Siphokazi Lali, Sippie for short, is a third-year ONU Law student and a long way from home. The Cape Town, South Africa native had no idea how her life was about to change when her father moved her and her mother almost 8,000 miles away, to Philadelphia, Pennsylvania. She was just six years old.
It was the first stop of many on her path to Ada, Ohio, as her father finished his medical residency program and embarked on a successful career as a physician. “I came to America and didn’t know a word of English,” says Lali. “Kids in school wondered why I didn’t speak and called me names.”
So, she taught herself English. It would be the first of many difficult tasks Lali would tackle on her road to independence. Just as the family was getting settled into their surroundings, her father would move them to Fostoria, Ohio. Again, she found herself without friends and in a new place. In the years that followed Lali taught herself to swim and ride a bike and even planned her tenth birthday party, much to her parent’s surprise. “They were so impressed,” she laughs. To many of us, these are just typical milestones, but for Lali, these were momentous occasions.
Lali went on to attend a prestigious private Catholic school and after graduating high school, obtained her bachelor’s degree in English and a minor in Spanish. She immediately went on to receive her master’s degree in Education from Wright State and later a second master’s degree in English while teaching in Las Vegas, Nevada. “It was the best job. I had wonderful students and for the first time in my life was given respect,” says Lali. “My bosses nurtured and mentored me; embracing me and making me feel like I was part of a family.” She would go on to other teaching positions throughout Ohio, but tragedy would strike and her uncle and cousin would be killed back home in South Africa. Then just a few years later, her father would pass away unexpectedly. For years, Lali and her family would work tirelessly with an array of attorneys to handle matters in the wake of her father’s death.
“I was still teaching and was talking to my young students about short and long-term goals. A student asked me what I wanted to do when I grew up. I told her I wanted to be a lawyer. As children do, they simply asked why I wasn’t one.”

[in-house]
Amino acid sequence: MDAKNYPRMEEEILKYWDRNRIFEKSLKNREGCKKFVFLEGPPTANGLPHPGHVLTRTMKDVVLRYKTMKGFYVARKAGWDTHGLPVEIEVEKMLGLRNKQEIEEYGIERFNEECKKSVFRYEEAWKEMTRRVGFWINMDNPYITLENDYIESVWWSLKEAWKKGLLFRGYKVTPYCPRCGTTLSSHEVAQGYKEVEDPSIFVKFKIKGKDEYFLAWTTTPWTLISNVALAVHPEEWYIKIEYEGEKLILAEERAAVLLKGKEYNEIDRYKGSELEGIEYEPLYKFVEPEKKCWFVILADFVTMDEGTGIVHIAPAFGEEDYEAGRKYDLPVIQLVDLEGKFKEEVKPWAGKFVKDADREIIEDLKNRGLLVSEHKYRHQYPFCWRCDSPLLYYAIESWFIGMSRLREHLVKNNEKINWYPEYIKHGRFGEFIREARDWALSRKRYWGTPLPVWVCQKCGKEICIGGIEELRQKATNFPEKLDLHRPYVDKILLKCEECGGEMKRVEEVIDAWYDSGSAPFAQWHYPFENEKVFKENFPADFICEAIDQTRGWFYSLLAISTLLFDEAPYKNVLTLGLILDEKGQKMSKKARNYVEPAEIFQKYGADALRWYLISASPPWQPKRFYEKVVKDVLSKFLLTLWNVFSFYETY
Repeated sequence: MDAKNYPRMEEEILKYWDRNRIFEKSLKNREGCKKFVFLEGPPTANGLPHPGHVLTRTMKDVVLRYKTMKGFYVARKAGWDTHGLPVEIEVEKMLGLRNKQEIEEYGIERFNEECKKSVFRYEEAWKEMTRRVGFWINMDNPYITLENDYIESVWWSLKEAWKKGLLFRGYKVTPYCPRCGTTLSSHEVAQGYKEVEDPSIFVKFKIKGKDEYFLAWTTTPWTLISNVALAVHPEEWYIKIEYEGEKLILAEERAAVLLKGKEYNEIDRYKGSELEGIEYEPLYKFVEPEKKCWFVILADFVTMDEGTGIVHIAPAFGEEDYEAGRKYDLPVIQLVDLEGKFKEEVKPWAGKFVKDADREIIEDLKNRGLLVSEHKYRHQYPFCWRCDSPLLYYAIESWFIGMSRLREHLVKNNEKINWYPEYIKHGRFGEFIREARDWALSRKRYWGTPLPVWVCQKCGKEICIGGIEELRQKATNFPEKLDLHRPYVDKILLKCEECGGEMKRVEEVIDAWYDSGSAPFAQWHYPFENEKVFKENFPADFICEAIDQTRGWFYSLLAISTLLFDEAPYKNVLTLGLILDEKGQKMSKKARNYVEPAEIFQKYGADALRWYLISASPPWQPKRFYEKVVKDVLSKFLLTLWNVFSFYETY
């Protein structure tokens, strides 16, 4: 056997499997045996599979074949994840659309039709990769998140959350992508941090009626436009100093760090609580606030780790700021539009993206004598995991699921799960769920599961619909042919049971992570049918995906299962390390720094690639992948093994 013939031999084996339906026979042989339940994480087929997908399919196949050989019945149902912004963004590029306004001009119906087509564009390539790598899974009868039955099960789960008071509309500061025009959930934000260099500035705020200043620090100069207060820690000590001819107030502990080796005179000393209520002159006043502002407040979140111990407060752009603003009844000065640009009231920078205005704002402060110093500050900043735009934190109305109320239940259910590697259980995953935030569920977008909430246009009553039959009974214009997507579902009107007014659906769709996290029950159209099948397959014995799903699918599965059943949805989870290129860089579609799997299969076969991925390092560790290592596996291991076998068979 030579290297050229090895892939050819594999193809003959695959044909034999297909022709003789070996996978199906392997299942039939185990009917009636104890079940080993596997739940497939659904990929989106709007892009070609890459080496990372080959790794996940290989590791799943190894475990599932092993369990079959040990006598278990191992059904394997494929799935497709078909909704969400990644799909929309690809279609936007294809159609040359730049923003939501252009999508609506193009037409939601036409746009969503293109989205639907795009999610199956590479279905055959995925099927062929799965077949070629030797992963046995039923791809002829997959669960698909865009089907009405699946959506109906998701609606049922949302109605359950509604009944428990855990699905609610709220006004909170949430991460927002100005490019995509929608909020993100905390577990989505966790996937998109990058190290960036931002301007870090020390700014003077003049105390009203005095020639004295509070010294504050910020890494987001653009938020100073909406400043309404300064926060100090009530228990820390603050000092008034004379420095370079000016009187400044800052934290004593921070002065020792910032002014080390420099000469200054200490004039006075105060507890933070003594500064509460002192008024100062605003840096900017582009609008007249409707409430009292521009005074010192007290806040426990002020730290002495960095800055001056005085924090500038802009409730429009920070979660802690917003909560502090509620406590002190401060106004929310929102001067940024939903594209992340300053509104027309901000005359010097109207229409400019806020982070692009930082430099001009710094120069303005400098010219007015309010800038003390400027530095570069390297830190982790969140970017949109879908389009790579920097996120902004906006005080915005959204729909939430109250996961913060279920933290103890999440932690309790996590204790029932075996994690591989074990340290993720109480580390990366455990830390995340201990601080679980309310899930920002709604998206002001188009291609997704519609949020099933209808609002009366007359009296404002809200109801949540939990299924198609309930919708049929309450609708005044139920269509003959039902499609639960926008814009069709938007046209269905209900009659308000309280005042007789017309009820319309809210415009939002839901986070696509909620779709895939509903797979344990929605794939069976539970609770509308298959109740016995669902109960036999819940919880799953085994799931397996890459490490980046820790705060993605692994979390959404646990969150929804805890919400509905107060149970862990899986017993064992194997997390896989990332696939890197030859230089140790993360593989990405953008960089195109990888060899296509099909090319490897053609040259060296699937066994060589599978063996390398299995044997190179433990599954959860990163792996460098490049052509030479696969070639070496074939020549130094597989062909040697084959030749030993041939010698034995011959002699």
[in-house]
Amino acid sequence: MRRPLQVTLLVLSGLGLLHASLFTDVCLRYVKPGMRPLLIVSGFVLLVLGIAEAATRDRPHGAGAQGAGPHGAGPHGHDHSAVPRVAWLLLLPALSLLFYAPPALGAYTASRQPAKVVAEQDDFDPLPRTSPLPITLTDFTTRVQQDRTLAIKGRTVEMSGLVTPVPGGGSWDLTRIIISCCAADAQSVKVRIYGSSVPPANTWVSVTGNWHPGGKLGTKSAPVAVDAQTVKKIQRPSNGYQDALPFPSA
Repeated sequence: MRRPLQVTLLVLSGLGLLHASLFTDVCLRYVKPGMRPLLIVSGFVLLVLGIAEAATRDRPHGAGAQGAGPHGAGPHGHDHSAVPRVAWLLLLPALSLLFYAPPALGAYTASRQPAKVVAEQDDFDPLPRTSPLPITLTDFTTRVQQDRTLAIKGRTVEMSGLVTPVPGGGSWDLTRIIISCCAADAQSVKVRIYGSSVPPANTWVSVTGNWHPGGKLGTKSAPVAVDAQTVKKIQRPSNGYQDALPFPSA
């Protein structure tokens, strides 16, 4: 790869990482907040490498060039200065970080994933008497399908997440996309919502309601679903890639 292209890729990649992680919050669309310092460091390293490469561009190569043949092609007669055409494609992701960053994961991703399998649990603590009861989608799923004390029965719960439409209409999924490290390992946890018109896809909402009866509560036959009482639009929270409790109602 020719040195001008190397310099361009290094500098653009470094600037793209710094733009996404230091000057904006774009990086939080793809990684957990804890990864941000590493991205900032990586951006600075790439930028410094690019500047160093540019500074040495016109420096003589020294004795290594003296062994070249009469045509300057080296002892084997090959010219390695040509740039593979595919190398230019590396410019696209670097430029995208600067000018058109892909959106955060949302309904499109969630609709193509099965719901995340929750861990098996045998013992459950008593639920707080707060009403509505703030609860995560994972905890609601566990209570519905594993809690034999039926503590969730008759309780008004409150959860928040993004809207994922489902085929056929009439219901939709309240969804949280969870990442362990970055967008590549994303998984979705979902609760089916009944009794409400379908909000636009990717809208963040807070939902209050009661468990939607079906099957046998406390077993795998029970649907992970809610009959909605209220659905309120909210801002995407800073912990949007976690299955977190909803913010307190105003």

That was an “ah ha” moment for Lali. She realized all the years she had been hiring and working with lawyers, she could have gotten her degree and become a lawyer herself. So, at 32 years old, that’s exactly what she decided to do.
She got on the internet and googled law schools. ONU Law popped up and after doing some research, she set her sights and her heart on getting accepted.
She took her LSAT three times and when she received her acceptance package to ONU she cried. “I prayed about it. I felt this was the school I needed to come to. So, when I didn’t get in immediately I was confused. But it all worked out the way it was supposed to,” she says.
“I was a writer. I spoke two different languages fluently. Yet my first semester here was so hard,” recalls Lali. I realized everything I had been taught in undergrad and in graduate school was wrong,” she says. “I had to learn to study and write all over again!”
“I love this school. This my third college. I’ve never experienced so many people that want to help me be successful,” says Lali. “The faculty, staff, Dean and alumni have shown me nothing but support. They truly care and really listen to me,” she says. “I have made lifelong friends here.”